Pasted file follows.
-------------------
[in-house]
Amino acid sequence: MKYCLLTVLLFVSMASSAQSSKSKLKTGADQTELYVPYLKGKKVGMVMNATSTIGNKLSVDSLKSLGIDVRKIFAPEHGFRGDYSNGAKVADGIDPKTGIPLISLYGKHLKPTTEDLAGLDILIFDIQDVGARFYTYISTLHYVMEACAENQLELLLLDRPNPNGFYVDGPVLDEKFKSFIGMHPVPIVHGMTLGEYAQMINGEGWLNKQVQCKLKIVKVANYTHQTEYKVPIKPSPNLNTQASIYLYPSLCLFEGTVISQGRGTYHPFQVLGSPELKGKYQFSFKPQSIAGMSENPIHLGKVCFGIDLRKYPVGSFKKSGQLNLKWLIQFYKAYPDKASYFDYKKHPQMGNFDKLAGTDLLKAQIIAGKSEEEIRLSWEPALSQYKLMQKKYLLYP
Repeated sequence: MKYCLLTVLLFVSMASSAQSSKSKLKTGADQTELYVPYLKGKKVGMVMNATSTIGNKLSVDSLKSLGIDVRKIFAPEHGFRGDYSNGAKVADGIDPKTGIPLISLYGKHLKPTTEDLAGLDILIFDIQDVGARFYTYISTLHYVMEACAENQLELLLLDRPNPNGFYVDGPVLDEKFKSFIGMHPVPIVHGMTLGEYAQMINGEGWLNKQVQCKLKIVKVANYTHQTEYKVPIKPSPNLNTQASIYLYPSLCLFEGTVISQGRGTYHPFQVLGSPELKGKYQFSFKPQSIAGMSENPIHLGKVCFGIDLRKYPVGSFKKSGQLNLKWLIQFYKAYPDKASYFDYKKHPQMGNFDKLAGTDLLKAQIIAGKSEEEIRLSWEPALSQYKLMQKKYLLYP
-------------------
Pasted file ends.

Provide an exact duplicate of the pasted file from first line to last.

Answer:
[in-house]
Amino acid sequence: MKYCLLTVLLFVSMASSAQSSKSKLKTGADQTELYVPYLKGKKVGMVMNATSTIGNKLSVDSLKSLGIDVRKIFAPEHGFRGDYSNGAKVADGIDPKTGIPLISLYGKHLKPTTEDLAGLDILIFDIQDVGARFYTYISTLHYVMEACAENQLELLLLDRPNPNGFYVDGPVLDEKFKSFIGMHPVPIVHGMTLGEYAQMINGEGWLNKQVQCKLKIVKVANYTHQTEYKVPIKPSPNLNTQASIYLYPSLCLFEGTVISQGRGTYHPFQVLGSPELKGKYQFSFKPQSIAGMSENPIHLGKVCFGIDLRKYPVGSFKKSGQLNLKWLIQFYKAYPDKASYFDYKKHPQMGNFDKLAGTDLLKAQIIAGKSEEEIRLSWEPALSQYKLMQKKYLLYP
Repeated sequence: MKYCLLTVLLFVSMASSAQSSKSKLKTGADQTELYVPYLKGKKVGMVMNATSTIGNKLSVDSLKSLGIDVRKIFAPEHGFRGDYSNGAKVADGIDPKTGIPLISLYGKHLKPTTEDLAGLDILIFDIQDVGARFYTYISTLHYVMEACAENQLELLLLDRPNPNGFYVDGPVLDEKFKSFIGMHPVPIVHGMTLGEYAQMINGEGWLNKQVQCKLKIVKVANYTHQTEYKVPIKPSPNLNTQASIYLYPSLCLFEGTVISQGRGTYHPFQVLGSPELKGKYQFSFKPQSIAGMSENPIHLGKVCFGIDLRKYPVGSFKKSGQLNLKWLIQFYKAYPDKASYFDYKKHPQMGNFDKLAGTDLLKAQIIAGKSEEEIRLSWEPALSQYKLMQKKYLLYP